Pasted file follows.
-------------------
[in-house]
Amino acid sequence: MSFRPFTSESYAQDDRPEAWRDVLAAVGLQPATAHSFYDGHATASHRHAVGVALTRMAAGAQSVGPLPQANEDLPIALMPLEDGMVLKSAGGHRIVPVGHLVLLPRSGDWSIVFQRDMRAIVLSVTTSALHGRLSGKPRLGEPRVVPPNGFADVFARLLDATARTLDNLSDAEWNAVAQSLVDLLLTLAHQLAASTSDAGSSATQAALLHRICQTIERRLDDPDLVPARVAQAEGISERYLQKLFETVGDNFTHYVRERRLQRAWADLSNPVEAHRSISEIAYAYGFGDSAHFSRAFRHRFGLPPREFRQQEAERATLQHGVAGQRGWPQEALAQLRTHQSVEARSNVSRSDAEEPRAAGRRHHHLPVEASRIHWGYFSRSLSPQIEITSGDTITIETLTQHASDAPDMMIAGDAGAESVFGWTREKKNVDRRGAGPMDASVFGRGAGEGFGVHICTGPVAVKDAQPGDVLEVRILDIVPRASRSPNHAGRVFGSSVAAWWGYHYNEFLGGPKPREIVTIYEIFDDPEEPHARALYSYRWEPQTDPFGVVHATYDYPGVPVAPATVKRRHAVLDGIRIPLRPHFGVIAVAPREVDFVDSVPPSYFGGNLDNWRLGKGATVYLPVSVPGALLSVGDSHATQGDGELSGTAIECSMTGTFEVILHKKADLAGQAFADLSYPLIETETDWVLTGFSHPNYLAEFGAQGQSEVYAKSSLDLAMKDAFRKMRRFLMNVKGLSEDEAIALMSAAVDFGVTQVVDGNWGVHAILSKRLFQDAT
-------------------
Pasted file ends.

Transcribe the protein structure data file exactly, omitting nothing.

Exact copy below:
[in-house]
Amino acid sequence: MSFRPFTSESYAQDDRPEAWRDVLAAVGLQPATAHSFYDGHATASHRHAVGVALTRMAAGAQSVGPLPQANEDLPIALMPLEDGMVLKSAGGHRIVPVGHLVLLPRSGDWSIVFQRDMRAIVLSVTTSALHGRLSGKPRLGEPRVVPPNGFADVFARLLDATARTLDNLSDAEWNAVAQSLVDLLLTLAHQLAASTSDAGSSATQAALLHRICQTIERRLDDPDLVPARVAQAEGISERYLQKLFETVGDNFTHYVRERRLQRAWADLSNPVEAHRSISEIAYAYGFGDSAHFSRAFRHRFGLPPREFRQQEAERATLQHGVAGQRGWPQEALAQLRTHQSVEARSNVSRSDAEEPRAAGRRHHHLPVEASRIHWGYFSRSLSPQIEITSGDTITIETLTQHASDAPDMMIAGDAGAESVFGWTREKKNVDRRGAGPMDASVFGRGAGEGFGVHICTGPVAVKDAQPGDVLEVRILDIVPRASRSPNHAGRVFGSSVAAWWGYHYNEFLGGPKPREIVTIYEIFDDPEEPHARALYSYRWEPQTDPFGVVHATYDYPGVPVAPATVKRRHAVLDGIRIPLRPHFGVIAVAPREVDFVDSVPPSYFGGNLDNWRLGKGATVYLPVSVPGALLSVGDSHATQGDGELSGTAIECSMTGTFEVILHKKADLAGQAFADLSYPLIETETDWVLTGFSHPNYLAEFGAQGQSEVYAKSSLDLAMKDAFRKMRRFLMNVKGLSEDEAIALMSAAVDFGVTQVVDGNWGVHAILSKRLFQDAT